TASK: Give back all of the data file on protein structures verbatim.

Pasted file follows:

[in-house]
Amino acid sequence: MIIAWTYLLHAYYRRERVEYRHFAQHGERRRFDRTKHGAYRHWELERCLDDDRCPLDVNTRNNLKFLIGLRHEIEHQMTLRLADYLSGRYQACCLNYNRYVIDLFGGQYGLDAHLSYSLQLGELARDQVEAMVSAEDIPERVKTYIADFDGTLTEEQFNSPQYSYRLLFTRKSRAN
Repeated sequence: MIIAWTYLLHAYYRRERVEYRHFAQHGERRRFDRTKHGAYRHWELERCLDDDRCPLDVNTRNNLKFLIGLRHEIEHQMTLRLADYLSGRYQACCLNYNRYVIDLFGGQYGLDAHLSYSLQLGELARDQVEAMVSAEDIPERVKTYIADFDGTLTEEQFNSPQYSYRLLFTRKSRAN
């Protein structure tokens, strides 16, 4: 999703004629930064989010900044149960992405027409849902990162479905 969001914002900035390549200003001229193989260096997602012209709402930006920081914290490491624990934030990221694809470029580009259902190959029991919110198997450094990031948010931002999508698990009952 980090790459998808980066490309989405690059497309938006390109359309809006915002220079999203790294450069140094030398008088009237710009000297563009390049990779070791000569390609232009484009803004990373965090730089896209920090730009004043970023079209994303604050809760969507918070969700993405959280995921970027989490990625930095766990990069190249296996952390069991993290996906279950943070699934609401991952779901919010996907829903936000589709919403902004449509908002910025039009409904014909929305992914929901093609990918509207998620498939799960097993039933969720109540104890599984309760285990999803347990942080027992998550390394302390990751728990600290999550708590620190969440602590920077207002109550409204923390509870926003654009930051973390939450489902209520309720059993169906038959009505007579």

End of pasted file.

[in-house]
Amino acid sequence: MIIAWTYLLHAYYRRERVEYRHFAQHGERRRFDRTKHGAYRHWELERCLDDDRCPLDVNTRNNLKFLIGLRHEIEHQMTLRLADYLSGRYQACCLNYNRYVIDLFGGQYGLDAHLSYSLQLGELARDQVEAMVSAEDIPERVKTYIADFDGTLTEEQFNSPQYSYRLLFTRKSRAN
Repeated sequence: MIIAWTYLLHAYYRRERVEYRHFAQHGERRRFDRTKHGAYRHWELERCLDDDRCPLDVNTRNNLKFLIGLRHEIEHQMTLRLADYLSGRYQACCLNYNRYVIDLFGGQYGLDAHLSYSLQLGELARDQVEAMVSAEDIPERVKTYIADFDGTLTEEQFNSPQYSYRLLFTRKSRAN
């Protein structure tokens, strides 16, 4: 999703004629930064989010900044149960992405027409849902990162479905 969001914002900035390549200003001229193989260096997602012209709402930006920081914290490491624990934030990221694809470029580009259902190959029991919110198997450094990031948010931002999508698990009952 980090790459998808980066490309989405690059497309938006390109359309809006915002220079999203790294450069140094030398008088009237710009000297563009390049990779070791000569390609232009484009803004990373965090730089896209920090730009004043970023079209994303604050809760969507918070969700993405959280995921970027989490990625930095766990990069190249296996952390069991993290996906279950943070699934609401991952779901919010996907829903936000589709919403902004449509908002910025039009409904014909929305992914929901093609990918509207998620498939799960097993039933969720109540104890599984309760285990999803347990942080027992998550390394302390990751728990600290999550708590620190969440602590920077207002109550409204923390509870926003654009930051973390939450489902209520309720059993169906038959009505007579």